Posted By on 11.30.15 at 10:30 AM

The University of Chicago campus is closed today after a warning from FBI counterterrorism officials. - CHUCK SZMURLO
  • Chuck Szmurlo
  • The University of Chicago campus is closed today after a warning from FBI counterterrorism officials.

Reader staffers share stories that fascinate, alarm, amuse, or inspire us.

Hey, did you read:

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Friday, November 27, 2015

Post-Thanksgiving weekend events and things to do in Chicago

Posted By on 11.27.15 at 04:09 PM

The aisles of the Music Box Theatre are alive with The Sound of Music.
  • The aisles of the Music Box Theatre are alive with The Sound of Music.

Planning the post-Thanksgiving weekend in Chicago? Here's some of what we recommend:

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Long reads from the Reader archive for your long Thanksgiving weekend

Posted By on 11.27.15 at 03:57 PM

1261073759-mincepiecover.jpg

It's cold and gross outside and chances are good you're currently in some sort of semi-vegetative state from all the Thanksgiving food, booze, and downtime with extended family. The long weekend is a perfect chance to luxuriate with some long reads. Here are a few favorites from the Reader archives that—like your grandma's pumpkin pie—never get old. 

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Pianist Alexander Hawkins signals a new era of progressive British jazz

Posted By on 11.27.15 at 02:00 PM

Alexander Hawkins - EDU HAWKINS
  • Edu Hawkins
  • Alexander Hawkins

Back in the 60s England was a crucial force in the development of improvised music. A raft of distinctive players reared on American jazz diverged from a stylistic path to forge the genuinely nonidiomatic approach of free improvisation. The legacy, influence, and importance of folks like Derek Bailey, John Stevens, Tony Oxley, and Evan Parker, among others, remains undiminished half a century after they first emerged. The UK has continued to boast a formidable jazz and improvised music scene with loads of talented players coming along year after year, but for much of the 80s and 90s those folks lacked a lasting vision. Too many jazz musicians got caught up in rather shallow trends like acid jazz, making music that now sounds horribly dated, facile, and stale. In recent years, however, things have improved dramatically. And few current practitioners are as exciting, deep, and committed as the Oxford pianist Alexander Hawkins, a musician whose easy versatility has given him loads of opportunities.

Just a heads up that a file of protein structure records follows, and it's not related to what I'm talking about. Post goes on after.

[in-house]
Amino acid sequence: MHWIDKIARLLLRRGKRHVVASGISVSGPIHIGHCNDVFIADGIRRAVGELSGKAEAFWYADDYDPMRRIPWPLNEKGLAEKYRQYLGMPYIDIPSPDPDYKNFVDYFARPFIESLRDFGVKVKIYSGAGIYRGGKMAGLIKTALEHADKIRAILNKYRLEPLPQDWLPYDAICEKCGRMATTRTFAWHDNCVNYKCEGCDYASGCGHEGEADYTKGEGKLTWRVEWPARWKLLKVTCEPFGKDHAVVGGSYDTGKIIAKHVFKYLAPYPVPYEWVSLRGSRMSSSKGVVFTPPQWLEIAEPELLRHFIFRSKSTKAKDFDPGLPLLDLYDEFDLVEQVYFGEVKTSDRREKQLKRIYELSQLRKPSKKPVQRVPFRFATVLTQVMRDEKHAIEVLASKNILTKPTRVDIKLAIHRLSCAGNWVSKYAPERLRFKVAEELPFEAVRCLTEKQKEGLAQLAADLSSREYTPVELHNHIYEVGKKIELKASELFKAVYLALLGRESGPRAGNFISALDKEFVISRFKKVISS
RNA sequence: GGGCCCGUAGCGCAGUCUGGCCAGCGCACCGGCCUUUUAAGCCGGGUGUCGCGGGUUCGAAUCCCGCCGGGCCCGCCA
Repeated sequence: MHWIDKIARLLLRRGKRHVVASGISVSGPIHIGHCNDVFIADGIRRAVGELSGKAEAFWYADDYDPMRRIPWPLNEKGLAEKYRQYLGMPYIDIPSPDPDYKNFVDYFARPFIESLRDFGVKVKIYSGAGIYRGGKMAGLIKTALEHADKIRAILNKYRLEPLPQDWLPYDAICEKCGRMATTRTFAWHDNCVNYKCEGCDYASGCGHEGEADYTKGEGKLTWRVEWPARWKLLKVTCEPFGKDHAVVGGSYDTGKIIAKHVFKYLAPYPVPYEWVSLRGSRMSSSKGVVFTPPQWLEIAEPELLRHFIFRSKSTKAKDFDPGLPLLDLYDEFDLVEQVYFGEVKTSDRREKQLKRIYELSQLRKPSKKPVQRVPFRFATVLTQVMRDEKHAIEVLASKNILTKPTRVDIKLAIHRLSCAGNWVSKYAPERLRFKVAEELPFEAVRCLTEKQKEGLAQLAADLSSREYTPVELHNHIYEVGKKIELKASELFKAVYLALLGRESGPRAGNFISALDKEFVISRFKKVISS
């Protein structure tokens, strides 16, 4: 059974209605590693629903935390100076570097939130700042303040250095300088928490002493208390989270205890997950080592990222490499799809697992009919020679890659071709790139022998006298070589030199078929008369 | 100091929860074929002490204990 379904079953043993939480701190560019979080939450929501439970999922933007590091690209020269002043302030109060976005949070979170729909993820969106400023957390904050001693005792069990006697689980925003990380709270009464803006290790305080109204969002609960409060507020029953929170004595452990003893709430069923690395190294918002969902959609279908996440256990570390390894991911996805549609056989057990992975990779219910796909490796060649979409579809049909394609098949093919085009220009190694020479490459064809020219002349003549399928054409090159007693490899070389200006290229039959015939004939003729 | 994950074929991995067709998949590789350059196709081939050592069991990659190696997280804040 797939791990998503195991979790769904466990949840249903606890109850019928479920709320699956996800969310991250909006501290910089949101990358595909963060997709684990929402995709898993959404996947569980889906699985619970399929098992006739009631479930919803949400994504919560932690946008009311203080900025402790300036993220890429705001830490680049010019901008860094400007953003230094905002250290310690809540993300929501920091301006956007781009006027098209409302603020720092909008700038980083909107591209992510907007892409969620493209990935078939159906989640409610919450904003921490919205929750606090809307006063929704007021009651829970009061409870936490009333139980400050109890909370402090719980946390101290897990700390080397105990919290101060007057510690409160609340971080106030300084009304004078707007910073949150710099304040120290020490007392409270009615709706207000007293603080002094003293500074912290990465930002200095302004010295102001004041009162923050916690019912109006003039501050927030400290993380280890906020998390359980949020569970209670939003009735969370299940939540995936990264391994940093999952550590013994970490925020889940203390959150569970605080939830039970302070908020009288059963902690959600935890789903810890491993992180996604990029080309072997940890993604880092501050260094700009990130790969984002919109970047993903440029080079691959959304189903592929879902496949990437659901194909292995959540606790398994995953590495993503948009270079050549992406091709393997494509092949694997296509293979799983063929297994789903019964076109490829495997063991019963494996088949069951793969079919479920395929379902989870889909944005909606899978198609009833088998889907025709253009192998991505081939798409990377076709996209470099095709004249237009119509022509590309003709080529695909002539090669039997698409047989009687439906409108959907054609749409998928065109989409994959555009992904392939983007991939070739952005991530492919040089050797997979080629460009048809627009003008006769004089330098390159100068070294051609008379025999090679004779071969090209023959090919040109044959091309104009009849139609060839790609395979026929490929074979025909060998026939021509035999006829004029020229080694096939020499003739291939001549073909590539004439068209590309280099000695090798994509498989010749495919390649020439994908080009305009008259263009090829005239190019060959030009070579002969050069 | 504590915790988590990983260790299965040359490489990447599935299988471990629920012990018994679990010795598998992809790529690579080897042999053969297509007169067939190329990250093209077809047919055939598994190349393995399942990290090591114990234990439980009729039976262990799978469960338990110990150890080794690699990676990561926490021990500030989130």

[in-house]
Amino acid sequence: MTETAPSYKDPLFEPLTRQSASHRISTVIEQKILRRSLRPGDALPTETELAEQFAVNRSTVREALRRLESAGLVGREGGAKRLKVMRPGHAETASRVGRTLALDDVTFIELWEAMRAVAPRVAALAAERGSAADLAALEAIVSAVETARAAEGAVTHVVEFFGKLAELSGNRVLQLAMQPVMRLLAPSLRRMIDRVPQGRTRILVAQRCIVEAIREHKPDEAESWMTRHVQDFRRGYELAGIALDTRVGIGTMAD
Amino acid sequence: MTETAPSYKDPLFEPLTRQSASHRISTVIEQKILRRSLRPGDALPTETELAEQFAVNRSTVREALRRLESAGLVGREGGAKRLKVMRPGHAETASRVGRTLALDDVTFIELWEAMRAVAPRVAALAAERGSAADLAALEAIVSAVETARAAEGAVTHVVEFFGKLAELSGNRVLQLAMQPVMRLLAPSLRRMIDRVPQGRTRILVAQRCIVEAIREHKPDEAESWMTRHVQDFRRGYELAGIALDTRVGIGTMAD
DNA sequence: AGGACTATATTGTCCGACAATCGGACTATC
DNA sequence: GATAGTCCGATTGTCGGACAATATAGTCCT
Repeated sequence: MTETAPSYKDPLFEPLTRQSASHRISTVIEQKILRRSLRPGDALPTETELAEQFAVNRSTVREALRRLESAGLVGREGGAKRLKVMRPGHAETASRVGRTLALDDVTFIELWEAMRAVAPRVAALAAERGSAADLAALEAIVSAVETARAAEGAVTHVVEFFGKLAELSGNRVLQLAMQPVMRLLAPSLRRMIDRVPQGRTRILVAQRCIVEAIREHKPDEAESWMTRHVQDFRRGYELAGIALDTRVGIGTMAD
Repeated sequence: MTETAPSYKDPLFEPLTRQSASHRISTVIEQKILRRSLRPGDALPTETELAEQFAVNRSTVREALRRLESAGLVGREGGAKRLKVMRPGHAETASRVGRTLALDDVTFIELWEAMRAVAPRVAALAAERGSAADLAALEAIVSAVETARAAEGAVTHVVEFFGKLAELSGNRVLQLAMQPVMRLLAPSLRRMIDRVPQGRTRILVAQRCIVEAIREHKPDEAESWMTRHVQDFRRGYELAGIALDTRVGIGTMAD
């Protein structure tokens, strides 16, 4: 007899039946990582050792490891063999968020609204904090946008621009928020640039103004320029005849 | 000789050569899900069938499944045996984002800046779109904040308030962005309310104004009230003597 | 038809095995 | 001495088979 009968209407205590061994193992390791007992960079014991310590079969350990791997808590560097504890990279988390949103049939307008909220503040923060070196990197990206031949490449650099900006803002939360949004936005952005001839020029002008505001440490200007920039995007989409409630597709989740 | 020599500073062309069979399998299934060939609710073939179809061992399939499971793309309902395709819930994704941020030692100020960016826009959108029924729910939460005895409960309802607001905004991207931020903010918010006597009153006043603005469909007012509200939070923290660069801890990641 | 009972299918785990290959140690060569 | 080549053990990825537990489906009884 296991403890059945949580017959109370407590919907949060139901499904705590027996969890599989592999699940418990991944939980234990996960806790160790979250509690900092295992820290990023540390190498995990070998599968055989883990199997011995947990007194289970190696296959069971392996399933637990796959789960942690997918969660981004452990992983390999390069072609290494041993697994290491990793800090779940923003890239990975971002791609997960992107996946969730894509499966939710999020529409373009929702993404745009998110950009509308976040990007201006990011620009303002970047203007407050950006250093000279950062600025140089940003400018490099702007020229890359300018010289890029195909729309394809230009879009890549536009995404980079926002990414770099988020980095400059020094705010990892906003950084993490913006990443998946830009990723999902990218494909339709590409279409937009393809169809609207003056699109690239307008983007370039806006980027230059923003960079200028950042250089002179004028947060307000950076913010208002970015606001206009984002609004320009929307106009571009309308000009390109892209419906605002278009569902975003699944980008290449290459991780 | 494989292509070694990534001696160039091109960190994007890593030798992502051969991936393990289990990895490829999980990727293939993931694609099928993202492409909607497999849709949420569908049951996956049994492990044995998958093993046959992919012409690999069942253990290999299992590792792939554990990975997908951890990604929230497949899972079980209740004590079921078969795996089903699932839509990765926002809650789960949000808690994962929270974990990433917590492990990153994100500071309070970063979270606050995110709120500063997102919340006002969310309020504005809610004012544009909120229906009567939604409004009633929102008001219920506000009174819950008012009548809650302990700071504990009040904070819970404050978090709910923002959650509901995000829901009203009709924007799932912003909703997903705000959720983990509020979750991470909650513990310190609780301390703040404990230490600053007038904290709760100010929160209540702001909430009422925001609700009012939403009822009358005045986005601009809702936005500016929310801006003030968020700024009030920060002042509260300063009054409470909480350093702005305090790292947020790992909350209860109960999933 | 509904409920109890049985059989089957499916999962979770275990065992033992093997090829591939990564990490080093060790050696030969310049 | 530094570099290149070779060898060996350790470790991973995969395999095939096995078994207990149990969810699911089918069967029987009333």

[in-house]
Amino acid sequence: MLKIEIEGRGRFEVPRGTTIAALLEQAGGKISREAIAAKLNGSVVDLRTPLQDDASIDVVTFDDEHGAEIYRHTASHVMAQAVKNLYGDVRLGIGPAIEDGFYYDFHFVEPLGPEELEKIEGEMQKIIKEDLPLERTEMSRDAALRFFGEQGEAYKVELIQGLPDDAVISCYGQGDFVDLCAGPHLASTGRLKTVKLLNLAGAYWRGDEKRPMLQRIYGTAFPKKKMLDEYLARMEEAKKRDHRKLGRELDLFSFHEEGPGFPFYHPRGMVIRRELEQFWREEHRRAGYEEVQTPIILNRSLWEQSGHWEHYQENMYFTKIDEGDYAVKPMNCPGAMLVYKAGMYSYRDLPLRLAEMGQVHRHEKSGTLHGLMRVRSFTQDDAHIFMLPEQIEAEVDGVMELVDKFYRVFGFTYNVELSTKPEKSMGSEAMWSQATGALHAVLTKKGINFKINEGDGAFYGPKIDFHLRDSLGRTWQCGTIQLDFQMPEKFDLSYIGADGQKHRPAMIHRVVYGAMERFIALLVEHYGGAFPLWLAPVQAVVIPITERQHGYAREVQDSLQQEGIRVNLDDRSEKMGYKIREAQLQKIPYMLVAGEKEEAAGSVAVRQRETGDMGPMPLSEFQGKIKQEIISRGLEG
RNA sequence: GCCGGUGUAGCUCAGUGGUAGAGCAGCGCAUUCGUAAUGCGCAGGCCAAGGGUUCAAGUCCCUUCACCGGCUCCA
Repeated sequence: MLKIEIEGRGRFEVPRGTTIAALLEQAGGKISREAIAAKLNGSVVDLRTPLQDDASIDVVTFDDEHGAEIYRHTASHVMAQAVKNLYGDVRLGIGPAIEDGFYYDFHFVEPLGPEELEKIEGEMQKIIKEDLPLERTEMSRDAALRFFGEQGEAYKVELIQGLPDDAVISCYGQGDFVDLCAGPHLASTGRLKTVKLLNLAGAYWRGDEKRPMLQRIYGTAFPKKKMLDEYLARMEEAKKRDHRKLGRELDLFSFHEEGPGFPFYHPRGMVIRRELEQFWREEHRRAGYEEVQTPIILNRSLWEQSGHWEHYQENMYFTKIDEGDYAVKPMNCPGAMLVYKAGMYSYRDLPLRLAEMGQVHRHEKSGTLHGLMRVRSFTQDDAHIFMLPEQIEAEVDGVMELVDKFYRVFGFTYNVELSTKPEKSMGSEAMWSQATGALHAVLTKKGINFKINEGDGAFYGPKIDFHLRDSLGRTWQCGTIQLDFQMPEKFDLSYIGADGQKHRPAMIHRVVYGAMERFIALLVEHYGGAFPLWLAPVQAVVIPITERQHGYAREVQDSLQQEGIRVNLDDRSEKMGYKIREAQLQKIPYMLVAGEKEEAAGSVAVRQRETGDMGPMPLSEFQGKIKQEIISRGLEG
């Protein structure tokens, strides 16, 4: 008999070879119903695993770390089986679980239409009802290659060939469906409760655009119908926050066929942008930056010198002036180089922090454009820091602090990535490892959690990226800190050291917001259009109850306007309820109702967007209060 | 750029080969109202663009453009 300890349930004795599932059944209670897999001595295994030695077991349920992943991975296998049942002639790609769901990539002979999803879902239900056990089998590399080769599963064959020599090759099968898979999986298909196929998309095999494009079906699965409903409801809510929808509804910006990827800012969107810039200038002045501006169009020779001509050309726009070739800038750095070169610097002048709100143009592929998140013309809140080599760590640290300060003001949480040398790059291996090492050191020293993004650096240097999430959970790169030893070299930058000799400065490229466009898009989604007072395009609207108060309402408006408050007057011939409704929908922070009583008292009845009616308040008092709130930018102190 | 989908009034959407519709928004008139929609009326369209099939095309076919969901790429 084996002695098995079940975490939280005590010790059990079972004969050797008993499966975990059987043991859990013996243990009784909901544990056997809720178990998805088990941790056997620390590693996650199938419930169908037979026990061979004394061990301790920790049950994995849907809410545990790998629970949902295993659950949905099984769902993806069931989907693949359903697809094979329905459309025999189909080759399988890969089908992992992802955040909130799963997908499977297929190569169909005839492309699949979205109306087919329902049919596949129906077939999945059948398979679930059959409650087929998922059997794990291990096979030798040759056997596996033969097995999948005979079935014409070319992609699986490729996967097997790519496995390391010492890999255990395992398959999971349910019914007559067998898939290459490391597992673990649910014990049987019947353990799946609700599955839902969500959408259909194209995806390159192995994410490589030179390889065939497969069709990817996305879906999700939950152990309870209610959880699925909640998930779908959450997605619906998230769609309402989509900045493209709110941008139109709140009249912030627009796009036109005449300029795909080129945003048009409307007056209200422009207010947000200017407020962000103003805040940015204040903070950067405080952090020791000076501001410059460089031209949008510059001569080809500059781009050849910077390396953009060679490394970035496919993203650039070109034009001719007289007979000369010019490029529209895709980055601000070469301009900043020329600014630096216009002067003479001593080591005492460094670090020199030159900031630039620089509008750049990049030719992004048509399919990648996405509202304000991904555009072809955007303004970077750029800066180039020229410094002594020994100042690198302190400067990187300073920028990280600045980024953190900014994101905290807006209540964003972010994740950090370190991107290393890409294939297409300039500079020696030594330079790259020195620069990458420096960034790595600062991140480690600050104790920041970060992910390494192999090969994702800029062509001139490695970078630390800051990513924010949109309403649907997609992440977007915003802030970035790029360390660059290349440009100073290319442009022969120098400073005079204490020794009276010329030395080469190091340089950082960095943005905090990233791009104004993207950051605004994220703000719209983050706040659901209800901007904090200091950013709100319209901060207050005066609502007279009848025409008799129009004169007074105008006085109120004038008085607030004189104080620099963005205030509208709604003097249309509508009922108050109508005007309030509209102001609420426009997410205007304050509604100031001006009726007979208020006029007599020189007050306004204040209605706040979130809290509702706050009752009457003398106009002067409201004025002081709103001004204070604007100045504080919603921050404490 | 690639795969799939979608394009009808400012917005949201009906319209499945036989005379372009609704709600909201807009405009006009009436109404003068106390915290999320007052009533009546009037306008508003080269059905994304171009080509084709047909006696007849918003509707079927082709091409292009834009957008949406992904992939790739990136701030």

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Rahm could've been the hero in the McDonald shooting

Posted By on 11.27.15 at 01:39 PM

Emanuel did the immoral—and politically stupid—thing in the case of the McDonald shooting video. - BRIAN JACKSON/ FOR THE SUN-TIMES
  • Brian Jackson/ For the Sun-Times
  • Emanuel did the immoral—and politically stupid—thing in the case of the McDonald shooting video.


In the last few days, I've heard a lot of people say there's no way Mayor Emanuel would have defeated Jesus "Chuy" Garcia had voters been able to see the video of police officer Jason Van Dyke fatally shooting 17-year-old Laquan McDonald.

In fact, I just read John Kass and Garcia articulate this view in a recent Tribune column.

With all due respect, I don't buy it.

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Thursday, November 26, 2015

A Schwinn-inspired dinner transforms a Milwaukee Avenue bike shop into a supper club

Posted By on 11.26.15 at 10:00 AM

PETER DENSMORE
  • Peter Densmore

How does one cook a four-course dinner for 35 people in a bike shop with no kitchen? To be honest, I don't really know—but I do know that on Sunday night at Let's Roast Cycles, chef Won Kim pulled it off admirably. Course after course made its way from the back of the shop, where paper-covered worktables were being used for plating dishes and mixing cocktails, to the front, where diners sat at folding tables tucked between rows of bikes that had been draped with strings of lights.

The event, called Schwinn Provisions, was a dinner party hosted by the new pop-up series Drop Leaf Dinners, dedicated to celebrating "accidentally iconic" places in Chicago—which cofounder Polly Nevins describes as places that aren't famous, but "are meaningful to neighborhoods and to the community." The first dinner in the series was an Asian-inspired meal at Flub A Dub Chub's hot dog stand in Lakeview; Sunday's dinner was built around Milwaukee Avenue, bike culture, and Schwinn's manufacturing legacy in Chicago.